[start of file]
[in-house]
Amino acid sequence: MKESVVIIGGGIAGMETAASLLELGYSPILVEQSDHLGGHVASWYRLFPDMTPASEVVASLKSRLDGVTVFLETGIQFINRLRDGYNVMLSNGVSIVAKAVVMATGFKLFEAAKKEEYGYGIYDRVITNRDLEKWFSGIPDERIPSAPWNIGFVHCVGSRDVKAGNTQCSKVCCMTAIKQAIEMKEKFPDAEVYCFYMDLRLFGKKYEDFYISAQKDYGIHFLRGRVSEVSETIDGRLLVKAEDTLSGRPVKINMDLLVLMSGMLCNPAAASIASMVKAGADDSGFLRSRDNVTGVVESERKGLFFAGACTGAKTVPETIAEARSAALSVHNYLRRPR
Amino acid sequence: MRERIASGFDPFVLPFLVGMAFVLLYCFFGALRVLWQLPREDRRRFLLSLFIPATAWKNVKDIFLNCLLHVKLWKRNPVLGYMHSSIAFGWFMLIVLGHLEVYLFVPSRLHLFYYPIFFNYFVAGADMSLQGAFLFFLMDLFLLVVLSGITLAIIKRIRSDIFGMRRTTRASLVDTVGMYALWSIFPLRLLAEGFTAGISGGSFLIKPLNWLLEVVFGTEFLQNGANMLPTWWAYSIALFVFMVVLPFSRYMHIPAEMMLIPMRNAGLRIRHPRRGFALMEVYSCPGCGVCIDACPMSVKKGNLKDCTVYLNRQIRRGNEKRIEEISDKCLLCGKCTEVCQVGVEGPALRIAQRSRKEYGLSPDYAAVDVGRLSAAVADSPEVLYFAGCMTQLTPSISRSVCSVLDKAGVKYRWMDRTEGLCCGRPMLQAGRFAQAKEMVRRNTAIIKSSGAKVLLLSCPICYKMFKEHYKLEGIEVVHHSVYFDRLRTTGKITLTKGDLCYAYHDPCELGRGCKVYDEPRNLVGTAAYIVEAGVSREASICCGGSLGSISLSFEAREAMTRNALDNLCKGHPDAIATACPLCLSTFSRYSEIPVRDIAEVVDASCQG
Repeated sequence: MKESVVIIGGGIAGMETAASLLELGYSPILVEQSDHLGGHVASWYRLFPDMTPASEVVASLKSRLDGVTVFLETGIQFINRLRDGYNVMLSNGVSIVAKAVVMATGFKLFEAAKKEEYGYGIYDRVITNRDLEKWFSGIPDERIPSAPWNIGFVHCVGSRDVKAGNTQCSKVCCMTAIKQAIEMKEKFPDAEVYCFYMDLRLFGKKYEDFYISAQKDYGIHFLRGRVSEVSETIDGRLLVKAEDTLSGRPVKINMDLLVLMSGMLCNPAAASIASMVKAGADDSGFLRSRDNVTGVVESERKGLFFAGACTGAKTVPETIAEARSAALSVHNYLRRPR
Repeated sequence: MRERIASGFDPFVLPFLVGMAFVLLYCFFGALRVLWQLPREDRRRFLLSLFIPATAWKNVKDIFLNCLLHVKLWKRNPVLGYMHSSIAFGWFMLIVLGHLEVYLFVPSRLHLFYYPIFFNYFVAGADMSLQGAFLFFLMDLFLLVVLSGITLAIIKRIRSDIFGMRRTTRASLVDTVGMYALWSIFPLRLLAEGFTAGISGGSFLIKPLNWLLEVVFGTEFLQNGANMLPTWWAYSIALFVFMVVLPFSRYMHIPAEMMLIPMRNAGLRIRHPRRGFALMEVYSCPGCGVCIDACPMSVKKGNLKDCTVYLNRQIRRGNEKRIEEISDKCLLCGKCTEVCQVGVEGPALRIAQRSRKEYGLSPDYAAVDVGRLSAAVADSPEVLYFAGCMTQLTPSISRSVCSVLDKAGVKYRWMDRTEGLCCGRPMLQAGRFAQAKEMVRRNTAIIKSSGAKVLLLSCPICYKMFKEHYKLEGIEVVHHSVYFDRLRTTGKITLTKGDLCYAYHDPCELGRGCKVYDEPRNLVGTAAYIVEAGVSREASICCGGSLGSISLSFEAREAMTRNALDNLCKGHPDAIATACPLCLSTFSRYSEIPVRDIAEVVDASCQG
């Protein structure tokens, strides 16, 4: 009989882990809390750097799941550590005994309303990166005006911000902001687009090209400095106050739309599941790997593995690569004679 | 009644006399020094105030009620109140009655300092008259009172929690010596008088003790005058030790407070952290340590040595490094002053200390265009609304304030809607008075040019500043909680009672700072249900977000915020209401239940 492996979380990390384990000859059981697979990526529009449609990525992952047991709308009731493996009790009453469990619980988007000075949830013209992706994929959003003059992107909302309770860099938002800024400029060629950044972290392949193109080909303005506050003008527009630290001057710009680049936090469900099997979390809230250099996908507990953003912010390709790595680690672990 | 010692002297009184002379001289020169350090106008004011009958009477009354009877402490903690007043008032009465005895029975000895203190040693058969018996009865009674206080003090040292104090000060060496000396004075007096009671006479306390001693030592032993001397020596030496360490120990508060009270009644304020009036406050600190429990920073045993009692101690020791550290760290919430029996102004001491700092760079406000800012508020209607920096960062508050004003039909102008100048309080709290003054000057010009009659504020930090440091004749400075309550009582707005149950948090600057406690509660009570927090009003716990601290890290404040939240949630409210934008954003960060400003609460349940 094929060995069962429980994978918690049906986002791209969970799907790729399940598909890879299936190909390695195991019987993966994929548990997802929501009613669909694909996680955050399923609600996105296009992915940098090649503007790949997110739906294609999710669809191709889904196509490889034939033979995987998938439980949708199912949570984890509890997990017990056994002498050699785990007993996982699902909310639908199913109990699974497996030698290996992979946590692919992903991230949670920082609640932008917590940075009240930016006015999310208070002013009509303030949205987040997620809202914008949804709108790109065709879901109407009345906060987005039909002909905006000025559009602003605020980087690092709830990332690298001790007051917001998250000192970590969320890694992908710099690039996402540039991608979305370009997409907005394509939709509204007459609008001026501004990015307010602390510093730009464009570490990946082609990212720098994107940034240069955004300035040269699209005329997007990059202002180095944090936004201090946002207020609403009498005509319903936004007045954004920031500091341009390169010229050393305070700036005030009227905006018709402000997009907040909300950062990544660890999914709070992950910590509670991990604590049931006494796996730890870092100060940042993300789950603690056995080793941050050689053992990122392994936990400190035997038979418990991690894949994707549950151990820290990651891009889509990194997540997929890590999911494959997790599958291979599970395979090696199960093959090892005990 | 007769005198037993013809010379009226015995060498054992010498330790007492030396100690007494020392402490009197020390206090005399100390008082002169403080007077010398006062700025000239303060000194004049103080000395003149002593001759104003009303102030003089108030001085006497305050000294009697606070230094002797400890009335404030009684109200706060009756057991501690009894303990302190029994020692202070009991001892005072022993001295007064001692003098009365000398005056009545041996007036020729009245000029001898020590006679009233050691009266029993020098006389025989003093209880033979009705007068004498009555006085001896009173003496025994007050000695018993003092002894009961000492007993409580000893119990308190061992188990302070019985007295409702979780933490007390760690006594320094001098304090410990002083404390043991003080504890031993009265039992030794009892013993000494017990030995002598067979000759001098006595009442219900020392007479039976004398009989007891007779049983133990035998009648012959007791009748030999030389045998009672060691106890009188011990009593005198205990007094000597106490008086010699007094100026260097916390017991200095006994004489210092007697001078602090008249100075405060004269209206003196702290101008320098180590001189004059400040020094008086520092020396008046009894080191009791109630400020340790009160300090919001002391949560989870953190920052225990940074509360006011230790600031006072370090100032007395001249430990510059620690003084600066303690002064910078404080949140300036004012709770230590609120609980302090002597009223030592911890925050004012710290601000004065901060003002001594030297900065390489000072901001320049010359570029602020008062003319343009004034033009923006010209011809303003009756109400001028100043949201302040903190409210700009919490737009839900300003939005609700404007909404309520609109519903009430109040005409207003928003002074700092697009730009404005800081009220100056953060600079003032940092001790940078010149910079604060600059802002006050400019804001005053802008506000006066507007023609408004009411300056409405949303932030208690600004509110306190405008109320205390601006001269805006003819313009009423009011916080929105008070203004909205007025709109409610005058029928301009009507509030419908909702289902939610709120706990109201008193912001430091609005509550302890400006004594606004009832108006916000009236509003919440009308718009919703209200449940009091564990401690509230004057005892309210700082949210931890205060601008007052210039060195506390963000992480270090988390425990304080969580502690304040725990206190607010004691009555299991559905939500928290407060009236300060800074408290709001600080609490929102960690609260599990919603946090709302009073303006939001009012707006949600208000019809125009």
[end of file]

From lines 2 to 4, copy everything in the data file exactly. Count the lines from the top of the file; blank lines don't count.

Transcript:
Amino acid sequence: MKESVVIIGGGIAGMETAASLLELGYSPILVEQSDHLGGHVASWYRLFPDMTPASEVVASLKSRLDGVTVFLETGIQFINRLRDGYNVMLSNGVSIVAKAVVMATGFKLFEAAKKEEYGYGIYDRVITNRDLEKWFSGIPDERIPSAPWNIGFVHCVGSRDVKAGNTQCSKVCCMTAIKQAIEMKEKFPDAEVYCFYMDLRLFGKKYEDFYISAQKDYGIHFLRGRVSEVSETIDGRLLVKAEDTLSGRPVKINMDLLVLMSGMLCNPAAASIASMVKAGADDSGFLRSRDNVTGVVESERKGLFFAGACTGAKTVPETIAEARSAALSVHNYLRRPR
Amino acid sequence: MRERIASGFDPFVLPFLVGMAFVLLYCFFGALRVLWQLPREDRRRFLLSLFIPATAWKNVKDIFLNCLLHVKLWKRNPVLGYMHSSIAFGWFMLIVLGHLEVYLFVPSRLHLFYYPIFFNYFVAGADMSLQGAFLFFLMDLFLLVVLSGITLAIIKRIRSDIFGMRRTTRASLVDTVGMYALWSIFPLRLLAEGFTAGISGGSFLIKPLNWLLEVVFGTEFLQNGANMLPTWWAYSIALFVFMVVLPFSRYMHIPAEMMLIPMRNAGLRIRHPRRGFALMEVYSCPGCGVCIDACPMSVKKGNLKDCTVYLNRQIRRGNEKRIEEISDKCLLCGKCTEVCQVGVEGPALRIAQRSRKEYGLSPDYAAVDVGRLSAAVADSPEVLYFAGCMTQLTPSISRSVCSVLDKAGVKYRWMDRTEGLCCGRPMLQAGRFAQAKEMVRRNTAIIKSSGAKVLLLSCPICYKMFKEHYKLEGIEVVHHSVYFDRLRTTGKITLTKGDLCYAYHDPCELGRGCKVYDEPRNLVGTAAYIVEAGVSREASICCGGSLGSISLSFEAREAMTRNALDNLCKGHPDAIATACPLCLSTFSRYSEIPVRDIAEVVDASCQG
Repeated sequence: MKESVVIIGGGIAGMETAASLLELGYSPILVEQSDHLGGHVASWYRLFPDMTPASEVVASLKSRLDGVTVFLETGIQFINRLRDGYNVMLSNGVSIVAKAVVMATGFKLFEAAKKEEYGYGIYDRVITNRDLEKWFSGIPDERIPSAPWNIGFVHCVGSRDVKAGNTQCSKVCCMTAIKQAIEMKEKFPDAEVYCFYMDLRLFGKKYEDFYISAQKDYGIHFLRGRVSEVSETIDGRLLVKAEDTLSGRPVKINMDLLVLMSGMLCNPAAASIASMVKAGADDSGFLRSRDNVTGVVESERKGLFFAGACTGAKTVPETIAEARSAALSVHNYLRRPR